Wednesday, December 04, 2019

Burning Coal

The Church Fathers often interpret the "burning coal" of Isaiah 6:7 as a type of the Eucharist; for instance, it is a common allusion in Eastern liturgies that are influenced by the Liturgy of St. James, in which the priest says,

The Lord will bless us, and make us worthy with the pure touchings of our fingers to take the live coal, and place it upon the mouths of the faithful for the purification and renewal of their souls and bodies, now and always.

There are many other examples. So I've been thinking about how one would interpret the vision of Isaiah 6 if one took this seriously and held that it was a vision of the spiritual nature of the Eucharist. A few first loose thoughts about this.

THRONE AND TEMPLE: The Eucharist occurs in the presence of God (Throne) and in His Church (Temple).

SERAPHIM: Note that the Liturgy of St. James holds that the priest is serving in the Eucharist as the Seraphim before the Throne.

TRISAGION: The Eucharist expresses the Trinitarian holiness of the Lord and His holy presence among His people. The Trisagion is of course sung in Mass.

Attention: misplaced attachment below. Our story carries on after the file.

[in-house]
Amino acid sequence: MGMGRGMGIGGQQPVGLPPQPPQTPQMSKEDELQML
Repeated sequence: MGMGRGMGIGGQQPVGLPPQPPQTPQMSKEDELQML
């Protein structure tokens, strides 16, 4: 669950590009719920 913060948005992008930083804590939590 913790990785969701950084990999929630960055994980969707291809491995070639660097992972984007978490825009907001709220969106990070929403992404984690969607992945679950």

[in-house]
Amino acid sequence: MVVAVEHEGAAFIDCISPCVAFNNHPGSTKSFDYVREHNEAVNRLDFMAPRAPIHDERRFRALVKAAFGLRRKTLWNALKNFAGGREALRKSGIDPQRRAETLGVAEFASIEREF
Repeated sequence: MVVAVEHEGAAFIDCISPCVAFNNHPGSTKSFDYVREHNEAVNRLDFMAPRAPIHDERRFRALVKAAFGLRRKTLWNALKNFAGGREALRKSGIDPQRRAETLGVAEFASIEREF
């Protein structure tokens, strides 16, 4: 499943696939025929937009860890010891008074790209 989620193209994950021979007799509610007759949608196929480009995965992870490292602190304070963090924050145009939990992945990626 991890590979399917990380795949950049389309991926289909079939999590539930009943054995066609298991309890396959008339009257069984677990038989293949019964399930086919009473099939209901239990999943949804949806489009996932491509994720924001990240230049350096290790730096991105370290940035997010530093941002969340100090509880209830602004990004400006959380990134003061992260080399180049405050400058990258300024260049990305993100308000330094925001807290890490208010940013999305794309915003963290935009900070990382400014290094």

SHAKING AND SMOKE: The consecration is a massive event, in some way reaching to the foundations, and overflowing with prayer.

WOE TO ME: The faithful before the Eucharist are humbled to contrition, recognizing themselves as unholy and from an unholy people.

BURNING COAL: The Eucharist is brought to the penitent faithful. Notice that it is not brought until they recognize their unholiness and unworthiness to be before God.

TOUCH: By the Eucharist, inquity is taken away and sin is forgiven and the faithful are made holy.

VOCATION: Having received, we also receive our mission: Because of the Eucharist, we are asked to go, and having received it, we are made ready to volunteer.

GO AND TELL: And we are sent out with a message of coming judgment that will not be heard.

HOW LONG: And this will continue until judgment comes.

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